Spend Less Money With These Easy Steps

Make more money by spending less

Ben Tucker

1 month ago|5 min read


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Spending money is easy. Smart spending is hard. We might think about how we can spend less, but when do we really make these lifestyle changes?

If your answer had something like “New Year’s Resolution” in it, we are off to a terrible start.

A big issue with spending is that instead of identifying how we can cut back, we tend to think about how much more money we can make.

While maximizing income is great, it’s just one side of the puzzle. Great businesses don’t just think about how much more revenue they can generate, but where they can curtail spending.

You and I face the same money problems as businesses, just on a smaller scale.

The median household income in 2020 was $67,521 (1). Compare this to the average consumer spending for an individual in 2019, $38,266 per year (2). After taxes and a slew of other complicated financial variables, that’s not a lot of income leftover for the average person.

Earning more income is a lot more difficult than cutting back on spending. American culture in particular is often materialistic and centered around wants over needs. That’s bad news for our bank accounts.

Here are some simple yet great ways you can cut back on spending, giving you far more financial freedom to enjoy things in life.

Track Your Spending

This requires almost no effort on your end.

Tracking your spending doesn’t require a detailed Excel spreadsheet that you update daily. If you do something like this, all the power to you.

The main reason we spend so much is because we often just don’t pay attention to how spending accumulates.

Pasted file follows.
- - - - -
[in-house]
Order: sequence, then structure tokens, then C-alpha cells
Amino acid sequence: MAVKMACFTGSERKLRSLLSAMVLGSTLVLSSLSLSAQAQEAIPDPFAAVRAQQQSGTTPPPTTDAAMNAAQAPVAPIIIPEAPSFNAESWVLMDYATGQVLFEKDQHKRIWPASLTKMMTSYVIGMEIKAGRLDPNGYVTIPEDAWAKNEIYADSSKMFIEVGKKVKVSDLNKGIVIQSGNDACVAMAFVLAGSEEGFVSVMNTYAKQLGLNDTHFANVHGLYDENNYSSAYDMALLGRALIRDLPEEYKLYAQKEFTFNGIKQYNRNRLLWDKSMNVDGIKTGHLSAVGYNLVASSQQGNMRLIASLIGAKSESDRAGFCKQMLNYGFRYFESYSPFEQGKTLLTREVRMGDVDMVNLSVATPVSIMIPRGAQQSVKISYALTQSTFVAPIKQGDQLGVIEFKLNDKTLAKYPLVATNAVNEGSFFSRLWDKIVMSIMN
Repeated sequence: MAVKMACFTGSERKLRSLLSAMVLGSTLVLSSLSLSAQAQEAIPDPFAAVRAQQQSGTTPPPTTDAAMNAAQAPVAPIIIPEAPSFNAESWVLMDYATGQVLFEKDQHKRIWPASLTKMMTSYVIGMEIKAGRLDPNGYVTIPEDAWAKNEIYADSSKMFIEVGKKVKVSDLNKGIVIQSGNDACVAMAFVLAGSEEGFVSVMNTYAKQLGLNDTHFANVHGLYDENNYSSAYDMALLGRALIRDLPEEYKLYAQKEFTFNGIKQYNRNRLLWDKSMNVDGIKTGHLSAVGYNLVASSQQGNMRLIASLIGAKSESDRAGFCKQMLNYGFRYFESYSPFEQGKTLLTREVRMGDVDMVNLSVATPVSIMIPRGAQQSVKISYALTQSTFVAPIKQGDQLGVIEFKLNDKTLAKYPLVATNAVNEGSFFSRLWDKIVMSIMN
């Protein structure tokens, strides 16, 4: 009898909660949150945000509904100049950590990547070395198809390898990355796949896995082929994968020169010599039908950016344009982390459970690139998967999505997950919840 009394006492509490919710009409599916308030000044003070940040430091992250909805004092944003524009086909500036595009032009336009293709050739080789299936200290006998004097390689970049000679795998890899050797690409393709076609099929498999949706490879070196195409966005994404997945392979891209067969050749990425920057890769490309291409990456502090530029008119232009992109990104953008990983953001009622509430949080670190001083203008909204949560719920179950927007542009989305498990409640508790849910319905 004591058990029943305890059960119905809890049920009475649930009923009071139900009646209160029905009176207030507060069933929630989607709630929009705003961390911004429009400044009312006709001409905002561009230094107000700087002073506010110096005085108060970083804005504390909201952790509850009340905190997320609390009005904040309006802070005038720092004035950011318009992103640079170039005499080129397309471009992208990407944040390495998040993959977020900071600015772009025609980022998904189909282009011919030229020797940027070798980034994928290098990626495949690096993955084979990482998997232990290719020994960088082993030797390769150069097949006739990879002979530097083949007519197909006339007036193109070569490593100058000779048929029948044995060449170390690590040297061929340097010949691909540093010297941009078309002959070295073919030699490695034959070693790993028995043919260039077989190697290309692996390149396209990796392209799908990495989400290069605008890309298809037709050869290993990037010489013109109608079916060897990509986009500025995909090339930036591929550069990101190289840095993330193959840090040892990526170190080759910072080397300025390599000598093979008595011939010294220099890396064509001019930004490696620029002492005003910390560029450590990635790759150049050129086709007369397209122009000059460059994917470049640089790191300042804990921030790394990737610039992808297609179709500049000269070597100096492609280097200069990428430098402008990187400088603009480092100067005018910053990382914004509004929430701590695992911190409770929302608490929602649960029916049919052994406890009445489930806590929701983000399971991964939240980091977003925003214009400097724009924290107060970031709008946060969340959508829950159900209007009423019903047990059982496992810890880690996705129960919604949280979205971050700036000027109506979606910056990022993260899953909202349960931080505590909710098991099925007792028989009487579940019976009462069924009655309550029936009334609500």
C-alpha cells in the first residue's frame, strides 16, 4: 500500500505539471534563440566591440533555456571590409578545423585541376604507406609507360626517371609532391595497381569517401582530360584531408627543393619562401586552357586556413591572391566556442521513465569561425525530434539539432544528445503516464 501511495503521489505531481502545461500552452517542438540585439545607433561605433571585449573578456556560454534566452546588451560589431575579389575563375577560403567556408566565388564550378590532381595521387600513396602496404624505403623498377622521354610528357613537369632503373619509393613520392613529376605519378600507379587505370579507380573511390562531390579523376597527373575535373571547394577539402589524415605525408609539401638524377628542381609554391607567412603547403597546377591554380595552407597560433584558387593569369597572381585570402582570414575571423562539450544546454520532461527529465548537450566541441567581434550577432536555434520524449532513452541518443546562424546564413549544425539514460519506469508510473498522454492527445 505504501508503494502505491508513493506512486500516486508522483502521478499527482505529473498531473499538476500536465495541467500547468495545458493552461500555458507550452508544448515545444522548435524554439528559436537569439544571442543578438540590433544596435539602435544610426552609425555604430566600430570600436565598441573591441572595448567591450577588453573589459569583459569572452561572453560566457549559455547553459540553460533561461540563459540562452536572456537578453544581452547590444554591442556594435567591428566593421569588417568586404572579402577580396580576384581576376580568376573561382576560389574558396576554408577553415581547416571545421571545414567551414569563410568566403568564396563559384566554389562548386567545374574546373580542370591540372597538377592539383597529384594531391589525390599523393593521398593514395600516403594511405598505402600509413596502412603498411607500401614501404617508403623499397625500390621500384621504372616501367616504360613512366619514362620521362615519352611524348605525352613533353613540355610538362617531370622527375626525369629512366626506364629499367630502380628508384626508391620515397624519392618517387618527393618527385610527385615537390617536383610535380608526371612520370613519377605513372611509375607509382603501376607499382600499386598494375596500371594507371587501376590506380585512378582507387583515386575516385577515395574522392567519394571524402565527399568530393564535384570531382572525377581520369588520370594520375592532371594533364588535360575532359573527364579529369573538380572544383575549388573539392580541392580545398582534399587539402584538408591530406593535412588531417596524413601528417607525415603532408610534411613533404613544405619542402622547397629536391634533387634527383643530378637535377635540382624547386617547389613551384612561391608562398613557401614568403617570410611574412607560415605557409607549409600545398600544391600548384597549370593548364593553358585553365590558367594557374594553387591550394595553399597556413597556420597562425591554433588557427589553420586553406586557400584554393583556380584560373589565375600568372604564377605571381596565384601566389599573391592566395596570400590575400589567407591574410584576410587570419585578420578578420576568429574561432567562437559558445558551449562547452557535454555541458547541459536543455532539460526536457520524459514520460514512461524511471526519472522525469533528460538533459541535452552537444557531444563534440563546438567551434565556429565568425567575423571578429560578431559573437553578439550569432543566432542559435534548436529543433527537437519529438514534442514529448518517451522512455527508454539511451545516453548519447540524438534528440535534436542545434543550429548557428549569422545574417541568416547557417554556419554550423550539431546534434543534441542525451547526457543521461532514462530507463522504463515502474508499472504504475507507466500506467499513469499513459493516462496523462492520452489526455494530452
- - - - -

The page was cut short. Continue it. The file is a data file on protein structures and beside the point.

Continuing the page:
Dining out every single night might only cost you $20 a night. But over the course of a week this puts you at $140, which is a number you most certainly WOULD pay attention to.

Tracking your spending allows you to be mindful of every purchase. This helps to mitigate spending accumulating until it’s worth your attention. Every purchase is worth your attention.

There are many great apps and websites out in the wild to help you manage your spending. I personally enjoy NerdWallet. They offer a plethora of personal finance solutions and products, and their app and basic services are free.

You can use their app to track your monthly expenditures, cash flow, and investments across most account types.

TrueBill is another fantastic app that allows you to track and cancel recurring subscriptions. This is yet another example of how small expenditures can accumulate.

You might just simply be unaware of a subscription (or multiple), and are getting monthly charges that aren’t on your radar.

Again, take advantage of these tools to empower your personal finances. This shouldn’t require too much effort.

Save on Simple Things

I’m a person who believes cheaper is almost always better.

Really think about everything you own and their cheaper alternatives.

The best example is clothing. Is buying more expensive, brand name clothes truly worth the 40% or more price markup? I would argue almost never.

Again, that’s just me. But you can really curtail your spending